Concord First looks to November election

The future is uncertain, but Colette Brown and the other members of Concord First are looking ahead to the November election. They’re pleased their referendum question could be on the ballot, even though it is a year late.

That question will ask voters whether or not they want Concord to change from a township of the second class to township of the first class.

Concord First, a citizens’ group, held a petition drive last summer to get the question on the November 2014 ballot. The group needed 583 signatures, and it got 994.

However, township supervisors and the Delaware County Board of Elections challenged the petition. The Court of Common Pleas denied the petition and Commonwealth Court upheld that lower court decision.

Brown, however, took the matter to the state Supreme Court, which overturned the previous decisions. That announcement came Monday, July 20.

Brown said reading the court’s decision was gratifying, but characterized what happens next as “unchartered territory.”

She believes that the question will be on the ballot this November and that there is a lot of work to do in educating the voters about why she and Concord First think the township would be better off with the change.

“Quite frankly, it will allow us to make a much-needed change in our government leadership and find leaders who will make decisions that are in the best interest of the residents and who will not be invested in continuing to rezone and overbuild,” she said.

Brown called the Supreme Court decision “a huge victory” for township residents because, if the referendum passes, a new township governing body would be appointed.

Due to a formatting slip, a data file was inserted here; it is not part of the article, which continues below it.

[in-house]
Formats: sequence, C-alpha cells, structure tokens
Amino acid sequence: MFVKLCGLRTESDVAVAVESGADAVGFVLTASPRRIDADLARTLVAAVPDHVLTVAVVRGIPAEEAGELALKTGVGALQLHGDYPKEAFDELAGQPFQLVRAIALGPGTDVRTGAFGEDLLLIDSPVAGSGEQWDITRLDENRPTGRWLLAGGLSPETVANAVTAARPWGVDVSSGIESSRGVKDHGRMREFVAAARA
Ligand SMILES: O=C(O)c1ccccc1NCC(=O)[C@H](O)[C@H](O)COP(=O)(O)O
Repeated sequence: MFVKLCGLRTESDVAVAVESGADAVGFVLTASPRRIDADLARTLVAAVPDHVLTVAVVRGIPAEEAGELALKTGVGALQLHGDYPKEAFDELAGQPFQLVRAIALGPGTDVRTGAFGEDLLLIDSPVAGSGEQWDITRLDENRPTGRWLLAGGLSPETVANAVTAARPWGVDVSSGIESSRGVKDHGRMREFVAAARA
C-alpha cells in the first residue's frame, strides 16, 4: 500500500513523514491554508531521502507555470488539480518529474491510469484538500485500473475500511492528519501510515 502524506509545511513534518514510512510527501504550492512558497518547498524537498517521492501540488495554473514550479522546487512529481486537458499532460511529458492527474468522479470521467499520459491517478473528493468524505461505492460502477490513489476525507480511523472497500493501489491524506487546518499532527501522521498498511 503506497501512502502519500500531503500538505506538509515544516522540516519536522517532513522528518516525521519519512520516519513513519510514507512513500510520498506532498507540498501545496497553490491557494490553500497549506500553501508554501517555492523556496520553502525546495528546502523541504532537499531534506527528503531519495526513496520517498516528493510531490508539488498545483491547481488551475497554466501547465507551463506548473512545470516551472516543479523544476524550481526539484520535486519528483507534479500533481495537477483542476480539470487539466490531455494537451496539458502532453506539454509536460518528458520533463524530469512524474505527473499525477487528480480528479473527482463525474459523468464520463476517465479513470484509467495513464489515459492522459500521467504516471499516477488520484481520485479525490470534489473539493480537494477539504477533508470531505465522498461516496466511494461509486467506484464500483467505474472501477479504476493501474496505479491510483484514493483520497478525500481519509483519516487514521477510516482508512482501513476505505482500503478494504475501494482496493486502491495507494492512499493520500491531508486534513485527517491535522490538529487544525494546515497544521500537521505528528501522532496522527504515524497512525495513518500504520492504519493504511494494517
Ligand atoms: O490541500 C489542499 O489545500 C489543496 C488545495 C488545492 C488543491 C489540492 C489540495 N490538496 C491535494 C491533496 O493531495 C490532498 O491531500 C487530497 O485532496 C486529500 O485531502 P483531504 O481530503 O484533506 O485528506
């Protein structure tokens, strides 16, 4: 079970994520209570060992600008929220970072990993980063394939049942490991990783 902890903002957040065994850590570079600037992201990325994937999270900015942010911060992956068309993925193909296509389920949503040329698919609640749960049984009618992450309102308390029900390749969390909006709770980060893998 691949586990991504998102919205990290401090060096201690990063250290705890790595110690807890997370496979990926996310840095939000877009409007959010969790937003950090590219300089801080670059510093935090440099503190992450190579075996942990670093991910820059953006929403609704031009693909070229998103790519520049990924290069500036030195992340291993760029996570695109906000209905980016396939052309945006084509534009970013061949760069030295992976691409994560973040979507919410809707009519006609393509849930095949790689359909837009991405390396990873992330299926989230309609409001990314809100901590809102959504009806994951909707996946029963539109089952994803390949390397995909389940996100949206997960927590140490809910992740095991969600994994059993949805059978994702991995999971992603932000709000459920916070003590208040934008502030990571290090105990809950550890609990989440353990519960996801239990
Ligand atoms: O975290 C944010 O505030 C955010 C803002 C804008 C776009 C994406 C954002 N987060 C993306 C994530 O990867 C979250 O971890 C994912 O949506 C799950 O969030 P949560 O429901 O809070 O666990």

She also said the current supervisors challenged the petition because they would be out of office if voters approved the change.

Brown added that she was pleased that the court characterized some of the challengers’ arguments as “hypothetical scenarios” and were “dubious at best.”

Regardless of what happens next, Brown thinks the effort has been worthwhile.

“Although it took almost a year, in the end justice has been served. We had no money, no legal resources, no political connections, and no friends in high places. Instead, we had a small group of community members who were committed to making a positive change in our township,” she said.

She specifically thanked Dan Levin and Ken Hemphill. Levin, she said, wrote the appeals even though he has no legal background. She referred to Hemphill as “a driving force in bringing much-needed change to Concord.”

The story on the Supreme Court’s decision can be found here.


About Rich Schwartzman

Rich Schwartzman has been reporting on events in the greater Chadds Ford area since September 2001 when he became the founding editor of The Chadds Ford Post. In April 2009 he became managing editor of ChaddsFordLive. He is also an award-winning photographer.



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